Try saying that three times fast.
It’s time for me to get back into posting book reviews on my blog. I’ve decided to change up the format from my old Novel Novel Review days and try something new. Everyone uses stars or asterisks so I’m going to use emoticons instead.
--WOW—I loved this book and have talked about/shared it with others.
--Not totally in love, but this was a great book and I may talk about/share it with others.
--This was okay. I enjoyed reading it, but it’s not my favorite.
--This wasn’t for me. I stopped reading and couldn’t bring myself to finish.
--How did this get published?
If you happen to be the author of one of the books I review, please remember this is my honest opinion. Don’t hate me if I don’t give your book a great big happy grin. I am only one reader in the whole wide readership and I’m sure there are those who’ll love your work—it just wasn’t me.
And so, for my first Recent Reads Review:
The Skeleton’s Knife by Joni Sensel——I’ve loved the Farwalker books from the moment I read The Farwalker’s Quest. Reading The Skeleton’s Knife was bittersweet for me; it’s the last book in the trilogy, and I’m sorry to see Ariel’s adventures end. But if beloved characters and world have to end, this is a great way to do it. I loved this book so much more than the second book (though not as much as the first). Sensel has a way of building a world and characters that grab on and don’t let go. The Skeleton’s Knife is the perfect blend of character and action that kept me reading through to the last page. Though the ending was quite satisfying, I admit, I still want more. But, as the song says, “you can’t always get what you want.”
The story—Ariel Farwalker is torn between the two young men she loves and struggles to discover which love to choose. Complicated as love is, the haunting past is even more so. In order to look to her future, Ariel must set out on an adventure to put the past and its memories to rest. After retrieving the Skeleton’s Knife, she must take it where it belongs. Though dead, the knife’s owner is bent on revenge. In order to save a life and have any hope for the future, Ariel must journey into a forbidding land where she will discover the truth about love and the power of forgiveness.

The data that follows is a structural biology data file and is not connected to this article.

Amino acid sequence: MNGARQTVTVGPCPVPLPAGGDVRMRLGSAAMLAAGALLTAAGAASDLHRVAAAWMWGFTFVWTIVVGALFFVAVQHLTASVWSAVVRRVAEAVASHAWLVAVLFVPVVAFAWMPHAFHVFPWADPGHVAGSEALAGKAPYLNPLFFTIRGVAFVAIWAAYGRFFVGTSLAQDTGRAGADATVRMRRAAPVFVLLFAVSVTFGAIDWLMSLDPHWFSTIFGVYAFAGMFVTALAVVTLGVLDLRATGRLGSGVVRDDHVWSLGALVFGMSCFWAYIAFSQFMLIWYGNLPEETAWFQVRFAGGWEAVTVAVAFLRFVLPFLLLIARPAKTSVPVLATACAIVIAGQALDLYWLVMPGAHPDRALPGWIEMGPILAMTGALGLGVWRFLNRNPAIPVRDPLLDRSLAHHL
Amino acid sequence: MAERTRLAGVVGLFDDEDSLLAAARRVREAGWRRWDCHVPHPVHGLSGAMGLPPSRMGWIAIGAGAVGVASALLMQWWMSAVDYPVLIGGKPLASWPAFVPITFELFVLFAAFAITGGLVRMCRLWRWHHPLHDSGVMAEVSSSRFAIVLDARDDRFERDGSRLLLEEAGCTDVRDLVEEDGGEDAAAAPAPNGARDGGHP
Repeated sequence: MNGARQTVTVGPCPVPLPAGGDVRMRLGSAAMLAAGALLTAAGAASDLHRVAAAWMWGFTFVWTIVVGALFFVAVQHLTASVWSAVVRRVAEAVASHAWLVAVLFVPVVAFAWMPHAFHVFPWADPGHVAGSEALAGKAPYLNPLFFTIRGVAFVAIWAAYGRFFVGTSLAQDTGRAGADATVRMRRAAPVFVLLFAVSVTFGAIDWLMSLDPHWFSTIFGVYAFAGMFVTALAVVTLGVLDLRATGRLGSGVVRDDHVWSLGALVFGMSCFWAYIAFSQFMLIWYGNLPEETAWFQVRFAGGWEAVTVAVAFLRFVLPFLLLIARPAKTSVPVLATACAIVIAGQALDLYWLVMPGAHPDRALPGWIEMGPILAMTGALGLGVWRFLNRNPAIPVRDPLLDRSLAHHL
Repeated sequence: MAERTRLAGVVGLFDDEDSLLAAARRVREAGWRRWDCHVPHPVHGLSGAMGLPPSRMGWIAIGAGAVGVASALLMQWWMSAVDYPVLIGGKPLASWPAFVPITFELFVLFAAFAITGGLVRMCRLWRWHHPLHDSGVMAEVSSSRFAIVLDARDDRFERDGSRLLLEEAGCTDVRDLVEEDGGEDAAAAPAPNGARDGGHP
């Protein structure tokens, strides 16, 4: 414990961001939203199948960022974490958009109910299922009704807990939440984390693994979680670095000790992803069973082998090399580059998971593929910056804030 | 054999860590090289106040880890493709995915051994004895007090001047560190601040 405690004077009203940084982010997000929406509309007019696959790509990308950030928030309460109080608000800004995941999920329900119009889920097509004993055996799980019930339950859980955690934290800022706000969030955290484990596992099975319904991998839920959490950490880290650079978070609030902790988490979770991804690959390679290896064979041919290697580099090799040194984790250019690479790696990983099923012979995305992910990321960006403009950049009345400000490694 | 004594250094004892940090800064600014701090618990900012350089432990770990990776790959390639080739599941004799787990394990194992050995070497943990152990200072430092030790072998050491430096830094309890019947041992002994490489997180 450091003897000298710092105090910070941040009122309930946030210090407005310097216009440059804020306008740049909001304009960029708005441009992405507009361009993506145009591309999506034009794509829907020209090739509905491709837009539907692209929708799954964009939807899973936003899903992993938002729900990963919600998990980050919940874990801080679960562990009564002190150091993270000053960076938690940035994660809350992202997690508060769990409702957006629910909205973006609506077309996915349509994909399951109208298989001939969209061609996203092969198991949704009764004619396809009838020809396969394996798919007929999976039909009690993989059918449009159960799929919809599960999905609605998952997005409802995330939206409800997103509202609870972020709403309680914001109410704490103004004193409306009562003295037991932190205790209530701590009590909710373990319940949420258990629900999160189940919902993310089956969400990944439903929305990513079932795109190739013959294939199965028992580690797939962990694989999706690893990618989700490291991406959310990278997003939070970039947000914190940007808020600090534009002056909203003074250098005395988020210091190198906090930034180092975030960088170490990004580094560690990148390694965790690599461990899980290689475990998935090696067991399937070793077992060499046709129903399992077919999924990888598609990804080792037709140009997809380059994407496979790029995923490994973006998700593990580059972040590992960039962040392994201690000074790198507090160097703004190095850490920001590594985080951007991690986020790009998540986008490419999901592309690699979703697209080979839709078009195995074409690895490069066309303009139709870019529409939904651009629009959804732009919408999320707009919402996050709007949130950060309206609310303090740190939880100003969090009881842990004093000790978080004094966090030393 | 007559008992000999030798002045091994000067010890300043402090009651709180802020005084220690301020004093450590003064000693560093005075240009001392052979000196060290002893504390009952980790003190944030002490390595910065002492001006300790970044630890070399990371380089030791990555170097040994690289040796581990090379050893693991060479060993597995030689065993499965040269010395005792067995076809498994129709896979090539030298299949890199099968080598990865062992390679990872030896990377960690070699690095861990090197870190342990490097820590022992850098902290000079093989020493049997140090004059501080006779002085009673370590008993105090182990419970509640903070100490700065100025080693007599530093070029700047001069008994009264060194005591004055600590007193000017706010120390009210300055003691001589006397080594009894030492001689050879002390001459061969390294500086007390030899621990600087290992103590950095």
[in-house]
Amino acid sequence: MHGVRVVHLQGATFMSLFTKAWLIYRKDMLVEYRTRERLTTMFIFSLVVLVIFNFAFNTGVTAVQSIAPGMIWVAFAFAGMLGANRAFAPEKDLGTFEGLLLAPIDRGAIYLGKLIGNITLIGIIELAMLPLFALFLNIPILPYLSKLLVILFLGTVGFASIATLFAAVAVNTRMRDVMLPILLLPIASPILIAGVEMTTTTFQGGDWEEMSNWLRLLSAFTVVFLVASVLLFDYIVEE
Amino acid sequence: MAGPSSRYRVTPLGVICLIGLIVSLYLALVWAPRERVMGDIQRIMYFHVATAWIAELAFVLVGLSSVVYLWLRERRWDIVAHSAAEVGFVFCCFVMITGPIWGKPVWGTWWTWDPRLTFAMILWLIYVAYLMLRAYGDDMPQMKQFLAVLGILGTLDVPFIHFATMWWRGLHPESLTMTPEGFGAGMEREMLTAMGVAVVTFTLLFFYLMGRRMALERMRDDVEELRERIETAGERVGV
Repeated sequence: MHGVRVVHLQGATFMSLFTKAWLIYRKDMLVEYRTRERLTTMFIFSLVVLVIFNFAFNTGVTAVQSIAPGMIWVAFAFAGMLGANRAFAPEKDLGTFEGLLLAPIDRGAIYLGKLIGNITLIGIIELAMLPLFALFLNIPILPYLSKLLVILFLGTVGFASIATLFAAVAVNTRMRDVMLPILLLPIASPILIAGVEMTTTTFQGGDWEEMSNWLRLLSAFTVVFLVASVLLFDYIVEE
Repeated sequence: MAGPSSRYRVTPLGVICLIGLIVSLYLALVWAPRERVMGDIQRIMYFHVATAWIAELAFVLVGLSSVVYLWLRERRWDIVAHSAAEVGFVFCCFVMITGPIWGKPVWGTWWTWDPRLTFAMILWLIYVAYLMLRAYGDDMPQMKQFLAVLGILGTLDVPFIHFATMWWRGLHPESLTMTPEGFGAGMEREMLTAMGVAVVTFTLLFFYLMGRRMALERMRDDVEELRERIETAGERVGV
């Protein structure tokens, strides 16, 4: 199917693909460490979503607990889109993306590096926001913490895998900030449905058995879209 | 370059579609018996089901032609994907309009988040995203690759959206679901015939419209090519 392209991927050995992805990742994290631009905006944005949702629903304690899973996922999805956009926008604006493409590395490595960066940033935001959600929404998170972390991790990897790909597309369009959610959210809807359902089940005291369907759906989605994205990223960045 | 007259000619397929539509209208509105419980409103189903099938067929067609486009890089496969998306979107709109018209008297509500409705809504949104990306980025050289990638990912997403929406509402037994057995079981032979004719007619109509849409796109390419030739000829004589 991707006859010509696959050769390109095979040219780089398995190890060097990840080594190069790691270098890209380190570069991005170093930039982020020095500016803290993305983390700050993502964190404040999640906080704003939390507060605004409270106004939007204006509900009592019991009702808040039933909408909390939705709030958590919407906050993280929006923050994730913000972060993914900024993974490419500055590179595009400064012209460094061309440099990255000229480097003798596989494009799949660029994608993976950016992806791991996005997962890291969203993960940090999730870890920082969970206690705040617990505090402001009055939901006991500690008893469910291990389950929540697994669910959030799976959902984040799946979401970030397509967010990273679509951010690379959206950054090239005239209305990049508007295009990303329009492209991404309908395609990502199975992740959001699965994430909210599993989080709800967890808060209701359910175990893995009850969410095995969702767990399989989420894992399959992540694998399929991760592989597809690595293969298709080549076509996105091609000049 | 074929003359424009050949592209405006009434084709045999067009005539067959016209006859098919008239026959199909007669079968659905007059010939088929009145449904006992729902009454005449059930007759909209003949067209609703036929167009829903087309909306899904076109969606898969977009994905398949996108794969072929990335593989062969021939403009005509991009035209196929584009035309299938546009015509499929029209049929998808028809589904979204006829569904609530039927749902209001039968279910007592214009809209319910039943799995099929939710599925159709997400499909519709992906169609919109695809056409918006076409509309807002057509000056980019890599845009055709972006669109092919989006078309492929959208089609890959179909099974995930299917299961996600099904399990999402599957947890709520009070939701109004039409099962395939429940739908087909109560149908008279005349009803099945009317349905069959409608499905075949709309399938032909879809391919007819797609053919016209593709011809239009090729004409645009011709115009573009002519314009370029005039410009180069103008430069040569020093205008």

Beyonders: Seeds of Rebellion by Brandon Mull——I thought Mull was a genius fantasy writer when I read the Fablehaven series, and my opinion hasn’t changed with this new series. Though a bit slower moving than Beyonders: A World Without Heroes, I enjoyed the continued adventures of Jason and Rachel. And what adventures! Who wouldn’t want to be swallowed by a hippo or walk through an arch and end up in a new world? Okay, I’d choose the walking through the arch over the hippo method, but still—awesome! There was a nice balance between the two main characters, but I identified with and enjoyed Rachel’s story more in this book (the first book concentrated more on Jason IMO—which isn’t a problem). After the way this book ended, I can’t wait for the next Beyonders novel!
The story—After returning to his world, Jason finds himself longing for Lyrian and the friends he left behind there. Knowing he has valuable information that could change the course of the quest only makes him more desperate to get back. But going back will mean putting himself in danger since he’s at the top of Maldor’s most wanted list. In Jason’s absence, Rachel and the rest of their friends in Lyrian have continued their struggles against Maldor. Their most promising asset is Rachel and her newly discovered abilities—if she can learn to use them. In spite of the dangers, Jason finds his way back to Lyrian in time to warn his friends, but the information he shares sets the friends on a new and dangerous path to get the rebellion formed before Maldor can crush it and all of them.
Masque of the Red Death by Bethany Griffin——I won an ARC of this novel and was kind of unsure about reading it. Not that the story didn’t sound awesome (cause it does), but because I’ve always loved Poe and don’t think anyone can do his work proud. I’m kind of wrong. Griffin interprets Poe’s tale into a vivid and imaginative dark novel. The only reason it doesn’t get a big huge smiley face from me is because I don’t care for the drug/alcohol abuse instances in the book. I know I’m a prude when it comes to this, and I’ve overlooked it before, but there was quite a bit of it in this one which made it difficult to get away from. True, the drug/alcohol abuse added to the darkness of the novel and character, but I think it would have worked just as well with less. In spite of the drug use, it gets a happy face because I enjoyed the dark, diseased world Griffin created—and I do want to read the next book.
The story—Araby hasn’t known a world without the plague and Prince Prospero’s rule, but she longs for one. The rich wear masks to protect them from the plague, and the poor die by the thousands. Corpse collectors and wagons piled high with the dead aren’t an uncommon sight. The dark atmosphere of her world makes it near impossible for Araby to deal with the death of her twin brother. Instead of facing it, she loses herself to the Debauchery Club, and the escape of drugs and alcohol it offers. At least until Araby finds a new escape in two young men and the different worlds each has to offer.
And that will do it for the Recent Reads Reviews for now. I have some other reads and hope to get reviews of them up soon.